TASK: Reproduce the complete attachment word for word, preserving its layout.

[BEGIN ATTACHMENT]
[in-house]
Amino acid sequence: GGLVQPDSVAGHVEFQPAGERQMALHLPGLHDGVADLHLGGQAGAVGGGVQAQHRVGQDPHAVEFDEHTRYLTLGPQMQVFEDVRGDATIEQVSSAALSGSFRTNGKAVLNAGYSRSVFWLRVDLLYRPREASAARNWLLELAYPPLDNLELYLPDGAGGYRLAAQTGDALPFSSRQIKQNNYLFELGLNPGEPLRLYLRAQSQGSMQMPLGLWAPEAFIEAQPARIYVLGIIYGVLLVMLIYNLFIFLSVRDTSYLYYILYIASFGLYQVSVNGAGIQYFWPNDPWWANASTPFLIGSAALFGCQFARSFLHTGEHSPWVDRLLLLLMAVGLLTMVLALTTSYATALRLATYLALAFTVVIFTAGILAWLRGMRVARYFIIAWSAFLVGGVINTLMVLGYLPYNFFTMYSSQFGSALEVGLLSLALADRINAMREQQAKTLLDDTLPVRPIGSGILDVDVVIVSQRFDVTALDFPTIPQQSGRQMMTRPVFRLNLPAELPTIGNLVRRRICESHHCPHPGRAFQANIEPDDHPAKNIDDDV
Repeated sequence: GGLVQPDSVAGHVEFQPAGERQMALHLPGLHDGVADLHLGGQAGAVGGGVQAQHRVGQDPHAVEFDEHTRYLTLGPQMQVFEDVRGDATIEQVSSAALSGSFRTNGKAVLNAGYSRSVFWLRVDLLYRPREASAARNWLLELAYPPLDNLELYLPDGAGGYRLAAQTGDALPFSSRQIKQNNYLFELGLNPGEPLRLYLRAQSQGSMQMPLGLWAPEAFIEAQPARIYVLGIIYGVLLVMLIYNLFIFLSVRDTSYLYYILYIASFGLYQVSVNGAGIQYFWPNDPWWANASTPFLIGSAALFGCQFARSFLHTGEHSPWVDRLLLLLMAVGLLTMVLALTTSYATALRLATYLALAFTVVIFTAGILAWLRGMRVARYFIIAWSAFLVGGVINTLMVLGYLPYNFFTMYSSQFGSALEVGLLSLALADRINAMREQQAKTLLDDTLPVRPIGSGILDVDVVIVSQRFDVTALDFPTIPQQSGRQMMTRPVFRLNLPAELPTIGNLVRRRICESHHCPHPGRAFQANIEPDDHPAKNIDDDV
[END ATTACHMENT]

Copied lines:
[in-house]
Amino acid sequence: GGLVQPDSVAGHVEFQPAGERQMALHLPGLHDGVADLHLGGQAGAVGGGVQAQHRVGQDPHAVEFDEHTRYLTLGPQMQVFEDVRGDATIEQVSSAALSGSFRTNGKAVLNAGYSRSVFWLRVDLLYRPREASAARNWLLELAYPPLDNLELYLPDGAGGYRLAAQTGDALPFSSRQIKQNNYLFELGLNPGEPLRLYLRAQSQGSMQMPLGLWAPEAFIEAQPARIYVLGIIYGVLLVMLIYNLFIFLSVRDTSYLYYILYIASFGLYQVSVNGAGIQYFWPNDPWWANASTPFLIGSAALFGCQFARSFLHTGEHSPWVDRLLLLLMAVGLLTMVLALTTSYATALRLATYLALAFTVVIFTAGILAWLRGMRVARYFIIAWSAFLVGGVINTLMVLGYLPYNFFTMYSSQFGSALEVGLLSLALADRINAMREQQAKTLLDDTLPVRPIGSGILDVDVVIVSQRFDVTALDFPTIPQQSGRQMMTRPVFRLNLPAELPTIGNLVRRRICESHHCPHPGRAFQANIEPDDHPAKNIDDDV
Repeated sequence: GGLVQPDSVAGHVEFQPAGERQMALHLPGLHDGVADLHLGGQAGAVGGGVQAQHRVGQDPHAVEFDEHTRYLTLGPQMQVFEDVRGDATIEQVSSAALSGSFRTNGKAVLNAGYSRSVFWLRVDLLYRPREASAARNWLLELAYPPLDNLELYLPDGAGGYRLAAQTGDALPFSSRQIKQNNYLFELGLNPGEPLRLYLRAQSQGSMQMPLGLWAPEAFIEAQPARIYVLGIIYGVLLVMLIYNLFIFLSVRDTSYLYYILYIASFGLYQVSVNGAGIQYFWPNDPWWANASTPFLIGSAALFGCQFARSFLHTGEHSPWVDRLLLLLMAVGLLTMVLALTTSYATALRLATYLALAFTVVIFTAGILAWLRGMRVARYFIIAWSAFLVGGVINTLMVLGYLPYNFFTMYSSQFGSALEVGLLSLALADRINAMREQQAKTLLDDTLPVRPIGSGILDVDVVIVSQRFDVTALDFPTIPQQSGRQMMTRPVFRLNLPAELPTIGNLVRRRICESHHCPHPGRAFQANIEPDDHPAKNIDDDV